The Amazing Spiderman

In The Amazing Spiderman we see Spiderman more without the suit than with it. We also see him less as an untouchable comic book superhero and more as one of us mortals. The question then becomes: “Is this the same brand or a new one?”

In The Amazing Spiderman we see Spiderman more without the suit than with it. We also see him less as an untouchable comic book superhero and more as one of us mortals. The question then becomes: “Is this the same brand or a new one?” Here’s a short summary from IMDB: Peter Parker finds a clue that might help him understand why his parents disappeared when he was young. His path puts him on a collision course with Dr. Curt Connors, his father’s former partner.  It was directed by Marc Webb known for 500 Days of Summer and No Doubt: Return of Saturn. Its stars include Andrew Garfield as Peter Parker, Emma Stone as Gwen Stacy, and Rhys Ifans as Lizard.

This film is a darker, more gritty, telling of the classic comic than the earlier franchise. It unfortunately has a laboriously long section of Peter’s life before the Spidey suit and spends way too much time developing minutae like how his glasses belonged to his father. Still, it is interesting to see what they do differently. Another liability is how Peter and Gwen are both played by actors pushing 30. They are meant to be in high school. At times I thought they were in college. Another different thing is that Peter has a much more stormy relationship with Aunt Mae and Uncle Ben. For example, Peter is almost expelled after fighting with the school bully on the basketball court. Uncle Ben chews him out for this, an act I can’t comprehend the old Ben doing.

When these hundreds of millions of dollars are being spent on a per-established brand, character development is probably not important. What is important is that you follow the parts of the formula that work. There is a villain, a lizard, whose character is a part of the formula but he is also underdeveloped. As an aside, in my opinion he looks really fake. I’ve seen better CGI on National Geographic dinosaur documentaries. He’s not really sure if he likes Spiderman or not which is very confusing. We also never learn the true nature of the relationship between Peter’s parents and the lizard. Perhaps this was purposely left out for the sequel.

The new Spider Man runs amok doing whatever he feels at the moment. Once however he stops to truly focus on making a web spinner that would require hours of intense tedium and patience in real life. I don’t think with his what looked like ADD he could do such a thing. Flying maniacally on buildings and suddenly having this sort of patience is part of the muddy portrayal of Peter Parker. When he gets into the suit it isn’t much better. The Amazing Spiderman is not as good as the prior Spiderman trilogy because it assumes we are already on board with the new Spiderman’s vision. I for one needed to be shown and I never got that privelege. Here’s my last thing on character development: the romance with Gwen Stacy comes off as staged with awkward dialogue. A couple of times I could have sworn he spoke with an unintended stutter. I didn’t care if they ended up together, it felt as if their relationahip was obligatory top the movie and without passion. He is unlike the previous Spiderman in many ways. In fact, we see a superhero here more like Kickass than a comic book one.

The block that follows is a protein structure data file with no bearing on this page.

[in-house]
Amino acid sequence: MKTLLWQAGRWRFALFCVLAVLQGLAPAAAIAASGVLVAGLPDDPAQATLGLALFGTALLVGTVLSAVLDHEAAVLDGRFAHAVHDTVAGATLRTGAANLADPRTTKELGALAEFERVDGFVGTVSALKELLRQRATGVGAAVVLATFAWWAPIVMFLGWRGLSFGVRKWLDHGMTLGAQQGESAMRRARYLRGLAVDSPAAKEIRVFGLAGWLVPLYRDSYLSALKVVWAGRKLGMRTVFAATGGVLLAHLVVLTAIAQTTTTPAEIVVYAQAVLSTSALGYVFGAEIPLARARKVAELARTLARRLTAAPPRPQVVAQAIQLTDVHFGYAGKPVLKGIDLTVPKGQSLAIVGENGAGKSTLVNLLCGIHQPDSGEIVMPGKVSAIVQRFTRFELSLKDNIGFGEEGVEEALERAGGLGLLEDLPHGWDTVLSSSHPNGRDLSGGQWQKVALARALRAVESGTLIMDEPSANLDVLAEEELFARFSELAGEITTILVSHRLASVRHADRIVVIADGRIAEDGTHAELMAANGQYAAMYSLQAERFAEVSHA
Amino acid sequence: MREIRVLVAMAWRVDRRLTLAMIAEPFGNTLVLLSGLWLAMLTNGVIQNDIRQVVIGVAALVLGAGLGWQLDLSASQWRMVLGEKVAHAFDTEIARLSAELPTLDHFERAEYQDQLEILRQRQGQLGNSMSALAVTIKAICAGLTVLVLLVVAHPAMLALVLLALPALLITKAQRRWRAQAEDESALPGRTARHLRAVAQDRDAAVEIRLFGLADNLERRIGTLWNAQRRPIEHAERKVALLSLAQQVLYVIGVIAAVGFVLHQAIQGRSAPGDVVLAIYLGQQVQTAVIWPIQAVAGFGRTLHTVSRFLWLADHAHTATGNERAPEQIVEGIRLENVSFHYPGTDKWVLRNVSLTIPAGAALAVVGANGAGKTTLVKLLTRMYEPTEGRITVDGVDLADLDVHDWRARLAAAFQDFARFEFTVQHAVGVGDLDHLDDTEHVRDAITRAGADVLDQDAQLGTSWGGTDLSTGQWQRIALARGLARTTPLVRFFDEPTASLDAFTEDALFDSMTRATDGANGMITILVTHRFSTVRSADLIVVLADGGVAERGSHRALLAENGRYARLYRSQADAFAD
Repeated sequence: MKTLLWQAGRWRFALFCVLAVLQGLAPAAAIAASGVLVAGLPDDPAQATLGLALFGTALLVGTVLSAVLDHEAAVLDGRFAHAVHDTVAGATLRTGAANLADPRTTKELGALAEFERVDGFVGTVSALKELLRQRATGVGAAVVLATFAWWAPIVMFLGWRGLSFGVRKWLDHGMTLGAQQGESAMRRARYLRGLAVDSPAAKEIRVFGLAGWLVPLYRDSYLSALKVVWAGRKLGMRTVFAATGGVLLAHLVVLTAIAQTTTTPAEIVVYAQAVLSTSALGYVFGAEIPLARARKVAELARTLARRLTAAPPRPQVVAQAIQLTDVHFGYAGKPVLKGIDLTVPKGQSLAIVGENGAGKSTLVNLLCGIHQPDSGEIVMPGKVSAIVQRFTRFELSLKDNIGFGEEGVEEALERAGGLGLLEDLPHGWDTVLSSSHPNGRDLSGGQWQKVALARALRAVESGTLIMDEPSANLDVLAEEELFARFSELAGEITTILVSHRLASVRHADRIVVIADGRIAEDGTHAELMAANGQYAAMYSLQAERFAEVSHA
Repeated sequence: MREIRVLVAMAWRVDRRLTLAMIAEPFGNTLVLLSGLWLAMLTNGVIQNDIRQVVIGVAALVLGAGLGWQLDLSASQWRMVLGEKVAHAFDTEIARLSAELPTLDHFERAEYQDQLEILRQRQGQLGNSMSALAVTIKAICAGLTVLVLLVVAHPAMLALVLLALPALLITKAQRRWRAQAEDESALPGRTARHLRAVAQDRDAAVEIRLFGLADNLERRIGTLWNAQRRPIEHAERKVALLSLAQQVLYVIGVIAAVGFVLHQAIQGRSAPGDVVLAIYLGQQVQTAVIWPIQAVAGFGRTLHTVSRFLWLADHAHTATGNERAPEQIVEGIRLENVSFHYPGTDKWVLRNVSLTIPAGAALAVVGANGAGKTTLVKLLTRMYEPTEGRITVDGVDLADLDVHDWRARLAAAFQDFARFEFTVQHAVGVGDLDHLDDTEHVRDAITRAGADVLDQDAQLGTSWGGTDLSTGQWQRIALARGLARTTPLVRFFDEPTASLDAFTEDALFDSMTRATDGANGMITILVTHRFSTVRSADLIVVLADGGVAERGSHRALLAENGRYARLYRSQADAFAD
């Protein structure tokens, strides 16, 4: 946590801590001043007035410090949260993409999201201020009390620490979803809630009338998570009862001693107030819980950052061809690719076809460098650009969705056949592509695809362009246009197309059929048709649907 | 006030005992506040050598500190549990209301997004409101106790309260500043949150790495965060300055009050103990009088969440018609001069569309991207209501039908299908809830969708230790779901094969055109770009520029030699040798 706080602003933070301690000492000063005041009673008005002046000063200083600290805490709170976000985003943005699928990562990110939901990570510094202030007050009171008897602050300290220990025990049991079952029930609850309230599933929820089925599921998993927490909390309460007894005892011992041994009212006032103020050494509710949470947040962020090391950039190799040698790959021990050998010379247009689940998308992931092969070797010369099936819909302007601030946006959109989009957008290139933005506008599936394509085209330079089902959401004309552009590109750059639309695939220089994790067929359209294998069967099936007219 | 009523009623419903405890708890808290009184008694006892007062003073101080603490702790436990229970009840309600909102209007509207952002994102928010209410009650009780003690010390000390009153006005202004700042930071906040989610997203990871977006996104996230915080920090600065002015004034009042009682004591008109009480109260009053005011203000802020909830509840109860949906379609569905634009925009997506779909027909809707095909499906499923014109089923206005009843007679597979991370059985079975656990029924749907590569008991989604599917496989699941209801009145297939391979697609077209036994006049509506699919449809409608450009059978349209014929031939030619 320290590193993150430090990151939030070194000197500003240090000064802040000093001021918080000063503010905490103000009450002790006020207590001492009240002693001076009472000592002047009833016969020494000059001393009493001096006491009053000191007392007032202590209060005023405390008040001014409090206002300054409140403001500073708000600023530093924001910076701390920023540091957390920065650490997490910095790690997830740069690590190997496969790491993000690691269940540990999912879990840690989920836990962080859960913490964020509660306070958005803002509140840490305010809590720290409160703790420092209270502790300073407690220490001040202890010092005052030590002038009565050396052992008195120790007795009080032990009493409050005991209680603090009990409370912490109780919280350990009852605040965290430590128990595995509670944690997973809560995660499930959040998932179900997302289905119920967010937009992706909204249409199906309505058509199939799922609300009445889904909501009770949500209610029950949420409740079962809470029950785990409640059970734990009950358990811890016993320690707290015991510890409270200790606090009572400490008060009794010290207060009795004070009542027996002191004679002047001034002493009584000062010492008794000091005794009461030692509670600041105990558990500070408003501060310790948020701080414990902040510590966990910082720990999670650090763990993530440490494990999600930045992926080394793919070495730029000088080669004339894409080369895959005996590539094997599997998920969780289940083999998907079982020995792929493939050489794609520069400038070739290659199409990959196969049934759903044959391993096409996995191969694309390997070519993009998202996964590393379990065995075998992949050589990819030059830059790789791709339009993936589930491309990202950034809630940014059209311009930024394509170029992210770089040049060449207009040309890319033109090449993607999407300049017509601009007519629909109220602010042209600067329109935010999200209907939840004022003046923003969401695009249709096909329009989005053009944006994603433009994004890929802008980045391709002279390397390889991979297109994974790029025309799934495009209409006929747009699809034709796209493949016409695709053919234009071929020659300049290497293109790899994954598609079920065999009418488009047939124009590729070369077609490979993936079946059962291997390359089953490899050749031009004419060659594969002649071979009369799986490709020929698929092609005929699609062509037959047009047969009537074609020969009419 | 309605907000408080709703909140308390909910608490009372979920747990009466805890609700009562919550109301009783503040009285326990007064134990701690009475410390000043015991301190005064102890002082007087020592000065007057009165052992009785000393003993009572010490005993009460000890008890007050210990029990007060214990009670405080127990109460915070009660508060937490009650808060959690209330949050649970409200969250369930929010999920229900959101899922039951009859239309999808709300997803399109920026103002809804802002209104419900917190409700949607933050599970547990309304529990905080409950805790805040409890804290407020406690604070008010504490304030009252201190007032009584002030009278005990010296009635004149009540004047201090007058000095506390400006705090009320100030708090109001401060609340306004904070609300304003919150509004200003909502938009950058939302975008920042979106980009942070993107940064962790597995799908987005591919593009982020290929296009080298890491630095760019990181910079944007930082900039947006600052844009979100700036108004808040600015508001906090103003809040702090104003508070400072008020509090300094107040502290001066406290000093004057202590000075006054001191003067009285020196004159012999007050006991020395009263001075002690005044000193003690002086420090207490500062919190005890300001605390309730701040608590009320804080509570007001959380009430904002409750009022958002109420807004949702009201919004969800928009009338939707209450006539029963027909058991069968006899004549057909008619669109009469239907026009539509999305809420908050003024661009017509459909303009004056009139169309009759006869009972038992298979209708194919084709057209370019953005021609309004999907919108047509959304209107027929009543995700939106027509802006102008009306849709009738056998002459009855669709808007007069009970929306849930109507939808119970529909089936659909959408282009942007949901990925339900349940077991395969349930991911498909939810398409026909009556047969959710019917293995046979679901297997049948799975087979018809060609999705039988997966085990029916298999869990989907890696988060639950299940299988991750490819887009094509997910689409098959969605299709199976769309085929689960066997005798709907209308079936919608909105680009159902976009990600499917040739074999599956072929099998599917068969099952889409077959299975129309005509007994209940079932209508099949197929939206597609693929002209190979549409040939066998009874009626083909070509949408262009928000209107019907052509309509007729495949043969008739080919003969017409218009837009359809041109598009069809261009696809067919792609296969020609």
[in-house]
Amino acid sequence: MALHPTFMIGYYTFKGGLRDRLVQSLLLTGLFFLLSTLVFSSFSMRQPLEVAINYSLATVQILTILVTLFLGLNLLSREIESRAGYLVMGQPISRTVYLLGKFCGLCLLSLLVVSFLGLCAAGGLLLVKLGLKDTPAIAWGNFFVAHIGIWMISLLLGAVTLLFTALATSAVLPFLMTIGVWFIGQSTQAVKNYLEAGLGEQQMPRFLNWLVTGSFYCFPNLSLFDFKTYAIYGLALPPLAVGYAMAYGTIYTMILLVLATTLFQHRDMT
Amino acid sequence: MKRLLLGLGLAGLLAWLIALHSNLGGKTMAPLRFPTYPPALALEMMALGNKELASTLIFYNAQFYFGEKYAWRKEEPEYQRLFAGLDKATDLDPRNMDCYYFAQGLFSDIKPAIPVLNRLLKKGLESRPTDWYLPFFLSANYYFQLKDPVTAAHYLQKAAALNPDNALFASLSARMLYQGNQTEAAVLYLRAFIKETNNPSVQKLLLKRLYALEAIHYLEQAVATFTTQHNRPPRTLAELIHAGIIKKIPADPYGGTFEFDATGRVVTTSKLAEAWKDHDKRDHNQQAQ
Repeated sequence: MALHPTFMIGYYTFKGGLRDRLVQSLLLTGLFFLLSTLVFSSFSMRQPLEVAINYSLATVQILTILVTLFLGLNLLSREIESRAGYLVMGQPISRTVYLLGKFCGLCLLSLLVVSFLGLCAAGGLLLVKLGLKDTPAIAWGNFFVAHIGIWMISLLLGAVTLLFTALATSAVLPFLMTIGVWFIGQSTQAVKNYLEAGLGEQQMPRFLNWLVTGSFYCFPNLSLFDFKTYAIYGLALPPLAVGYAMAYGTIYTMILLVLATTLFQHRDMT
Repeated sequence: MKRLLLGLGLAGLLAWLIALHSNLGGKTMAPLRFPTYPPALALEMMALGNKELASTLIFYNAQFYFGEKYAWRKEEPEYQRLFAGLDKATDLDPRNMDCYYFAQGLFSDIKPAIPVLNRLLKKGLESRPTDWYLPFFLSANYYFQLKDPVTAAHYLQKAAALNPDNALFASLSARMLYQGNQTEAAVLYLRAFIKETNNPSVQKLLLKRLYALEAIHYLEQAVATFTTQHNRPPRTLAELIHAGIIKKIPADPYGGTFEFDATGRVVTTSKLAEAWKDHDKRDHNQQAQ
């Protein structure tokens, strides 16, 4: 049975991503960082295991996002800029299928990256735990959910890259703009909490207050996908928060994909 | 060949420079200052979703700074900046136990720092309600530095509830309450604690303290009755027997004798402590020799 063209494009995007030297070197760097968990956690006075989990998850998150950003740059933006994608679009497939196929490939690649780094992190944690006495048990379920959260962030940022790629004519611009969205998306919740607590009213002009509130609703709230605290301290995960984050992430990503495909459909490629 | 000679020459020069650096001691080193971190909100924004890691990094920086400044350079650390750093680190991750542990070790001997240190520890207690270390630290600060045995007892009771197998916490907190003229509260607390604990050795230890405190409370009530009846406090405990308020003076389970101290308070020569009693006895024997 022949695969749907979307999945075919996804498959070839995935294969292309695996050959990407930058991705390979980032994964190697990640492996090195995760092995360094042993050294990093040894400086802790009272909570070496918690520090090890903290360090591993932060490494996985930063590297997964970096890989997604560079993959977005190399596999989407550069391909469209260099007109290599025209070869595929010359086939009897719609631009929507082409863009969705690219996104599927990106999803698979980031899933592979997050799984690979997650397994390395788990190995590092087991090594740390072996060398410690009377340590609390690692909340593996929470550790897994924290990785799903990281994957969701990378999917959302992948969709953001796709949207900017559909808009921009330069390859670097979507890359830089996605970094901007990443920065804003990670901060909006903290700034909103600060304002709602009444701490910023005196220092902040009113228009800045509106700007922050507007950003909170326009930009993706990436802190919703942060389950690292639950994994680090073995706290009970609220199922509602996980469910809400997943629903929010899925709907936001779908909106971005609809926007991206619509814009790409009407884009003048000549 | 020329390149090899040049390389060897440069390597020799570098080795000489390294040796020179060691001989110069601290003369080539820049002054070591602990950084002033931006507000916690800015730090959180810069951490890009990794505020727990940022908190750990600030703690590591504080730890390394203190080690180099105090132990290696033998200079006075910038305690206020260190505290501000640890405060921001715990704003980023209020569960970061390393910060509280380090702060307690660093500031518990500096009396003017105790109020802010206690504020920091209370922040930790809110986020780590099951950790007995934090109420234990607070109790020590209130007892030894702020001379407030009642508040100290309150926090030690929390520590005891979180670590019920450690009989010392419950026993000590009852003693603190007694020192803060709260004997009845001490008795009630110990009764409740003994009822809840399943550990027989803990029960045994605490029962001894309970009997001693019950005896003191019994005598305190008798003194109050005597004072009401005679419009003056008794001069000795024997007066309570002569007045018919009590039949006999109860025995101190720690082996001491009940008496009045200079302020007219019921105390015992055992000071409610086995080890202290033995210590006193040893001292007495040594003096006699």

In conclusion: There is very little that is “new” for us in this film. Of course, it is always fun flying around with Spiderman and there is a truckload of that. I think fans with an open mind will enjoy it but at the same time wish it “felt” like Spiderman. Perhaps it was the name that made this explains why Stan Lee himself financed this “prequel/remake” as its executive producer. We will never know for sure. Incidentally, Stan Lee does appear in a scene where Spidey is smashing through the high school library wall. Lee has headphones on while grooving to music. Based on the number of screens Spider Man was playing on here in our High Desert theaters, Lee is grooving all the way to the bank. As for me and whether this movie was a great action comic retelling, I’ll have to say it falls short. Despite its scattered portrayal of Peter Parker and a lousy CGI villain, this movie won points with its skyscraper scenes and other compelling special effects. I guess we will never know how it would have done if it had its own title and its own original characters.

Author: Damien Riley

Hopelessly devoted to movies from way back when I first saw "Pete's Dragon." In 1977, it sealed the deal when I saw "Star Wars." I write about the movies I see, whether I like them or not. Sometimes I like them more than words can express! Thanks for checking out my movie reviews!

3 thoughts on “The Amazing Spiderman”

  1. Yes, but we oldsters like all the character development, beloved old actors and actresses as aunt and uncle, and not so, so much action. Teen boys do, very often, act like they have ADD, even smart capable ones, and teen romance is, usually, accompanied by awkward dialogue, so I found that realistic. I loved the hard hats on the cranes helping. I know, I know it was sappy, I still loved it. Glad Stan Lee is cleaning up!

    1. I was doing very different things when I was in high school. No Gwen Stacy etc. I was actually writing songs at 13 or 14 and thinking about becoming Kenny Rogers 😉 I was making devices with Radio Shack parts though so I “got” the tinkering part. This movie left me more or less cold though I saw what it was trying to do. To me, that’s not a great movie. I recognize that may be based more on opinion than facts.

      But you are in the circle of giants on this one so far. Ebert gave it three and a half stars out of four which for him is quite complimentary of a film. I usually agree with Ebert but every once in a while no. I’m glad you had fun!

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